The NCAA’s Notice of Allegations states that Louisville committed a Level I violation, considered the most severe, with an improper recruiting offer and extra benefits along with several lesser violations. Those lesser violations also include Pitino failing to promote an atmosphere of compliance.

The NCAA notice completed a two-year investigation following a federal corruption probe of college basketball announced in September 2017. Louisville acknowledged its involvement in the federal investigation related to the recruitment of former player Brian Bowen II. Pitino, who’s now coaching Iona, was not named in the federal complaint and has consistently denied authorizing or having knowledge of a payment to a recruit’s family.

Louisville has previously indicated it would accept responsibility for violations it committed but would contest allegations it believed were not supported by facts. The school also noted corrective measures taken in the scandal’s immediate aftermath, such as suspending and then firing Pitino and athletic director Tom Jurich.

Louisville also dismissed the NCAA’s contention that former Adidas executive James Gatto and amateur league director Merl Code represented the school while funneling illegal payments to recruits at several schools.

“The enforcement staff’s remaining allegations lack factual support and overread the relevant Bylaws,” the response stated, “and rest on the erroneous contention that the conspirators were representatives of the University’s athletics interests.

“For these reasons and others set forth, the panel should reject the enforcement staff’s dramatically overbroad theory, and classify this case as involving a Level II-Mitigated violation.”

Bubbles brewing with season on horizon

Brian Spurlock-USA TODAY Sports
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INDIANAPOLIS — With the coronavirus pandemic already forcing changes for college basketball, a bubble may be brewing in Indianapolis.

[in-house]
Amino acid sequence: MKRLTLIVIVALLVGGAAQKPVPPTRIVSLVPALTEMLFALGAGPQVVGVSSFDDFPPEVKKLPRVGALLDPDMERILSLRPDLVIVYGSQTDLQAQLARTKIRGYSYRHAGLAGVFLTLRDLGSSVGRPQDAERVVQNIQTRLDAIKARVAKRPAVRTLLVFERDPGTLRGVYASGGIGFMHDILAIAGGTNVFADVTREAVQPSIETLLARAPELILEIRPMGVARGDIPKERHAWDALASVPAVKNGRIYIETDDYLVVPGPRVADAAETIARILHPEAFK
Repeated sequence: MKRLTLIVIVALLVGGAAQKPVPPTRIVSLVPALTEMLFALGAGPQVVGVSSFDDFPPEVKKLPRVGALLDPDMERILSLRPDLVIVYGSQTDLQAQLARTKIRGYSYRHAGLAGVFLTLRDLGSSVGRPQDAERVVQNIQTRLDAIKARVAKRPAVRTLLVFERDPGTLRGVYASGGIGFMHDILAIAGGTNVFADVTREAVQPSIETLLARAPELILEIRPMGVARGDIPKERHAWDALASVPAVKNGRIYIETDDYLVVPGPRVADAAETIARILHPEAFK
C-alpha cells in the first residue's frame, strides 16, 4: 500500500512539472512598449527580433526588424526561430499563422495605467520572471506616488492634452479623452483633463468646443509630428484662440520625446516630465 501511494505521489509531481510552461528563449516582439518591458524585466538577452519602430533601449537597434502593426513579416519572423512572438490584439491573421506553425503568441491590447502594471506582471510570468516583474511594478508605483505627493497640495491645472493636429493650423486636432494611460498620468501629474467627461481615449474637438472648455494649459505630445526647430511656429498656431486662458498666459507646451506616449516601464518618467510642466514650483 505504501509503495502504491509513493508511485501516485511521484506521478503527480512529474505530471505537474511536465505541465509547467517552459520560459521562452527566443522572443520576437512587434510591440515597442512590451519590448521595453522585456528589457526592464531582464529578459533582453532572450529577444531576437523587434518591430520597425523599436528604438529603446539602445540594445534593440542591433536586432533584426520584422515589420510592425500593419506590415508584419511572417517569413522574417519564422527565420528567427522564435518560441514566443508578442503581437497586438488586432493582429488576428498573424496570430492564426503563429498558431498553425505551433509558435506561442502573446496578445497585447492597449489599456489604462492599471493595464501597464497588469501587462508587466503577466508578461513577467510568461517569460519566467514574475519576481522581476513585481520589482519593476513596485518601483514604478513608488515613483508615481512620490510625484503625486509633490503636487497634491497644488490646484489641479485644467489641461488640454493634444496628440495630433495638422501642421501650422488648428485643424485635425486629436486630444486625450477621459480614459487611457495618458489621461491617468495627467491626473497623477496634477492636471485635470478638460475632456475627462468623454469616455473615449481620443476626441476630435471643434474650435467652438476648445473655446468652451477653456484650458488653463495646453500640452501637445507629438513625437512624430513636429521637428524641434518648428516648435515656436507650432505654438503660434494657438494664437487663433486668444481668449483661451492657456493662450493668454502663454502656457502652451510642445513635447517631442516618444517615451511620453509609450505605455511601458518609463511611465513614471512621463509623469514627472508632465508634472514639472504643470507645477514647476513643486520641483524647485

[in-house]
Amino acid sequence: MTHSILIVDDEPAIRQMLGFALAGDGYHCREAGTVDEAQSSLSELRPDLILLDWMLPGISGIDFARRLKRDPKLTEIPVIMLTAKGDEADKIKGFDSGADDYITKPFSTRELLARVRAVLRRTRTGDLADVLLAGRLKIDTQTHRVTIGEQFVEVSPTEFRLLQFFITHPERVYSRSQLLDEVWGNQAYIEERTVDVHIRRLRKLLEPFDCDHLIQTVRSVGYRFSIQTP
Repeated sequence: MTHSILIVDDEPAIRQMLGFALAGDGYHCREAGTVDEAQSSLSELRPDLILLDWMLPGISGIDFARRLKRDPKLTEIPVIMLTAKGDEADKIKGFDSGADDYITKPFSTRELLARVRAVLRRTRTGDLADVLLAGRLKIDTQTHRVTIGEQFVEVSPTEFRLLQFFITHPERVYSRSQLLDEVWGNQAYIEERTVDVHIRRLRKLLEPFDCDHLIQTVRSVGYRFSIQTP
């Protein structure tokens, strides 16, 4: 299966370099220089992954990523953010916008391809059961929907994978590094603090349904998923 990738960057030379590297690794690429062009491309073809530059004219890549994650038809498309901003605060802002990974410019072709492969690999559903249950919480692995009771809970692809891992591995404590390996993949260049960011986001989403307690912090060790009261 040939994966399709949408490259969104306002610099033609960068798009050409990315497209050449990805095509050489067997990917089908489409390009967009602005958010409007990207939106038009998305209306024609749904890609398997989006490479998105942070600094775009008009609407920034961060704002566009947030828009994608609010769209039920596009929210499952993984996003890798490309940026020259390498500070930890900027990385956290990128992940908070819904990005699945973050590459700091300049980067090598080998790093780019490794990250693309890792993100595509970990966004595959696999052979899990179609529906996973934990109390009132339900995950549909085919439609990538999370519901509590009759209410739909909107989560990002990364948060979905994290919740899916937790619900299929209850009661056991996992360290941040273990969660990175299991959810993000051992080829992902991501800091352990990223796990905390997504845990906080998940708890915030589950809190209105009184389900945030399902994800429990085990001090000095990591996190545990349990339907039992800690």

Indiana Sports Corp. released a 16-page proposal Friday that calls for turning the city convention center’s exhibition halls and meeting rooms into basketball courts and locker rooms. There would be expansive safety measures and daily COVID-19 testing.

The all-inclusive price starts at $90,000 per team and would cover 20 hotel rooms per traveling party, testing, daily food vouchers ranging from $30-$50 and the cost of game officials. Sports Corp. President Ryan Vaughn said the price depends on what offerings teams or leagues choose.

“The interest has been high,” Vaughn said. “I think as conferences figure out what conference and non-conference schedules are going to look like, we’re we’re a very good option for folks. I would tell you we’ve had conversations with the power six conferences, mid-majors, it’s really kind of all over the Division I spectrum.”

Small wonder: The NCAA this week announced teams could start ramping up workouts Monday, with preseason practices set to begin Oct. 14. Season openers, however, were pushed back to Nov. 25 amid wide-ranging uncertainty about campus safety and team travel in the pandemic.

There is already scrambling going on and some of the marquee early-season tournaments have already been impacted.

The Maui Invitational will be moved from Hawaii to Asheville, North Carolina, with dates still to be determined and organizers clear that everyone involved “will be in a bubble environment that limits their movement and interaction outside the venue.” The Batttle 4 Atlantis has been canceled. The Cancun Challenge will be held in Melbourne, Florida, not Mexico.

More changes almost certainly will be coming, including what to do with the ACC-Big Ten Challenge.

“I think we’re past the guesswork on whether we play 20 conference games or more than that,” Purdue coach Matt Painter said Friday. “We’re trying to get everybody set like in terms of MTEs (multi-team events), figuring out when to play the ACC-Big Ten challenge.”

Painter, who was part of the NCAA committee that recommended how to start the season, noted part of the uncertainty stems from differing protocols imposed by campus, city and state officials.

In Indianapolis, Vaughn believes the convention center, nearby hotels, restaurants and downtown businesses, many within walking distance of the venue, could safely accommodate up to 24 teams. The 745,000-square foot facility would feature six basketball courts and two competition courts.